September 12, 2008 / 2:17 PM / in 9 years

AIG could hold investor call as soon as Monday: source

NEW YORK (Reuters) - Under increasing pressure from shareholders, American International Group could announce details of its turnaround plan much sooner than expected, including possible asset sales and how it will shore up capital, according to a source familiar with developments.

The Wall Street Journal reported late on Friday that AIG could hold an investor call as early as Monday, and business news channel CNBC said the insurer had hired JPMorgan to advise it on raising fresh capital, something it would work on through the week-end.

An AIG spokesman said it could not confirm those details. “There is a lot of rumors and speculation, and we are not going to comment,” said Nicholas Ashooh. The company is due to hold a special investor meeting on September 25.

Those involved with the review are “working around the clock,” the source familiar with developments told Reuters.

A steep drop in American International Group Inc’s shares on Friday has ratcheted up the pressure on CEO Robert Willumstad to publicly come out and reassure investors he has a foolproof plan in hand to turn the insurer around.

AIG’s shares, down as much as 34.5 percent on Friday, making them the leading drag on the Dow, now have a market value less than one-fifth of its $175 billion capitalization a year ago. The shares closed down 31 percent at $12.14 on the New York Stock Exchange.

With a market value of $31 billion on Friday, based on an intraday low of $11.49, it now trails some other insurers, including AXA SA.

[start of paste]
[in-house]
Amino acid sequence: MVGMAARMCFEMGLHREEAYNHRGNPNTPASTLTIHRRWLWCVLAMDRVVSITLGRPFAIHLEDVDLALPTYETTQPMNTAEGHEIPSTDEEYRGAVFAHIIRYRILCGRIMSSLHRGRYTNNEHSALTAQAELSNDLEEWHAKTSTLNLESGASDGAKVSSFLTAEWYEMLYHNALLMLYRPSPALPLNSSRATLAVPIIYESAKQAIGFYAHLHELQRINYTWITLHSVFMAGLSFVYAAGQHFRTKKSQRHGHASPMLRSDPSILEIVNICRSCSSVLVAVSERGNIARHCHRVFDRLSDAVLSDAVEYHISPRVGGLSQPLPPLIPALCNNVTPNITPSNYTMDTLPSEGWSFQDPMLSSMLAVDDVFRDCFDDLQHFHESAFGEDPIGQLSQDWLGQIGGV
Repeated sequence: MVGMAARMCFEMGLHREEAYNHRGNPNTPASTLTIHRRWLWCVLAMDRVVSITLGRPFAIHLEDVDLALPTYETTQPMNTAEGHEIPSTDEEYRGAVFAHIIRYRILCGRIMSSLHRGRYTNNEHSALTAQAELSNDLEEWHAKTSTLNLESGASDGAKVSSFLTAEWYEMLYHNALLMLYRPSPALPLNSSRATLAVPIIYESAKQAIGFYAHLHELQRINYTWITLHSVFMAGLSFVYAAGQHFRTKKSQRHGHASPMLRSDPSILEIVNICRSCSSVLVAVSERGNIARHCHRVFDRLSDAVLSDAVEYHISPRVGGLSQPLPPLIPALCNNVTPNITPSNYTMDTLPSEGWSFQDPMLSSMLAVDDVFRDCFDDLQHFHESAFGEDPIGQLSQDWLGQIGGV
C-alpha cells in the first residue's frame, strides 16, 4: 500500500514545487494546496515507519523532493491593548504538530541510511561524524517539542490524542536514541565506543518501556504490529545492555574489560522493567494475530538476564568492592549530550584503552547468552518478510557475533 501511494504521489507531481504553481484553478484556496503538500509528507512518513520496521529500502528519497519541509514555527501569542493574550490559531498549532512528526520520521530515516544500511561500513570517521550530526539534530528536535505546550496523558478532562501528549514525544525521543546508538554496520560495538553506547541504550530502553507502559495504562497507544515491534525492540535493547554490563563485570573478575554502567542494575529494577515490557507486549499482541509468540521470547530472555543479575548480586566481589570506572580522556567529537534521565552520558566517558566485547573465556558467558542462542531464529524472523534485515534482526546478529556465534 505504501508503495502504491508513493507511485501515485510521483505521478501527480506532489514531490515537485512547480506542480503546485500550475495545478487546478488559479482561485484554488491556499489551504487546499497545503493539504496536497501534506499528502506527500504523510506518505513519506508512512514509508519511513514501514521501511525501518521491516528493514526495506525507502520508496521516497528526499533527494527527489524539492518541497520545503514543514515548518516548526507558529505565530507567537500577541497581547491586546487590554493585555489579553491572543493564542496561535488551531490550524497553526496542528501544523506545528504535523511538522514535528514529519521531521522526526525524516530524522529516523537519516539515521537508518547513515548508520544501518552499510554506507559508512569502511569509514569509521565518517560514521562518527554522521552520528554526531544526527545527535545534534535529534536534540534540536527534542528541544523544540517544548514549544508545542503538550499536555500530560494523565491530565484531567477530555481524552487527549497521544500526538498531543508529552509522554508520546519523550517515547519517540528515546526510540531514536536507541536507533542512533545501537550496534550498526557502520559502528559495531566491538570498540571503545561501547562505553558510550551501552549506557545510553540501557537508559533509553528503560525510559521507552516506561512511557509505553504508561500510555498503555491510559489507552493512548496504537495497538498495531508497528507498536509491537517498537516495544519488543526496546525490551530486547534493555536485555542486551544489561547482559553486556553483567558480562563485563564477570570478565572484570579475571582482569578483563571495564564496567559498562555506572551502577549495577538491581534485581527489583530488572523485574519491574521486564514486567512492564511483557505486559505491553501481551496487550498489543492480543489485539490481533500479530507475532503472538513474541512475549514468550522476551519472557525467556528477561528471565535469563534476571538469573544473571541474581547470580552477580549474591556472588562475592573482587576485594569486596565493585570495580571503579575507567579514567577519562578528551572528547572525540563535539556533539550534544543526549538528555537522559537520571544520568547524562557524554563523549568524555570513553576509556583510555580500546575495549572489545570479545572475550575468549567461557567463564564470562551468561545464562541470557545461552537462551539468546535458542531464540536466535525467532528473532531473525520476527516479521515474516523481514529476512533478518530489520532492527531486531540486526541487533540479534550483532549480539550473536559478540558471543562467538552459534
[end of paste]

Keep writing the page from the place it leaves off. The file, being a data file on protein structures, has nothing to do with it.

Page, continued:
The shares slipped further after the closing bell, following a warning from Standard & Poor’s that it may cut AIG’s ratings.

Willumstad, installed as AIG’s chief not three months ago, had called the special meeting to update investors on how he plans to fix the company’s woes, which have begun to erode its world-class franchise.

“(It‘s) very possible that we could hear from AIG in the next couple of days,” said Bill Fitzpatrick, an analyst at Optique Capital Management.

Some other financial services firms in their own straits from the credit crisis, such as Lehman Brothers Holdings Inc, have been forced to move more quickly than planned in disclosing detailed plans to shareholders.

A portfolio of credit default swaps AIG wrote to guarantee securities linked to subprime mortgages has triggered cumulative losses of $18 billion over the past 3 quarters.

Amid those losses, Willumstad has vowed to undertake a grounds-up review that could lead to asset sales, walling off its credit default swaps into a separate entity, and cost-cutting measures, such as job cuts.

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An update could not come too soon for investors, who are increasingly nervous that AIG may not be able to extricate itself from thorny mortgage investments, which in turn could trigger credit rating downgrades, and costly collateral increases.

Ratings agency Standard & Poor’s on Friday put AIG’s ratings on negative watch, indicating a downgrade is possible. It cited concerns over the stock’s decline, and an increase in credit spreads, debt and potential access to capital markets becoming constrained.

AIG shares dropped 8 percent to $11.19 in after-market trade.

Earlier on Friday, AIG’s swaps surged to a new record, and began trading on an upfront basis, indicating sellers of protection want to be paid more at the outset of the contract due to higher perceived risk of the firm defaulting on its debt.

Citigroup analyst Joshua Shanker, in a research note, said he was cutting his target price for the stock to $25.50 a share from $40, citing marketplace fears over the insurer’s financial condition.

However, Shanker said there was a key difference between AIG and some other financial institutions beleaguered by the credit crisis.

“The institutions that have failed and/or been rescued have been depositor/lending institutions,” said Shanker. “As an insurance company, AIG’s capital cannot be withdrawn by its clients.”

Additional reporting by Juan Lagorio, Karen Brettell, editing by Gerald E. McCormick, Bernard Orr

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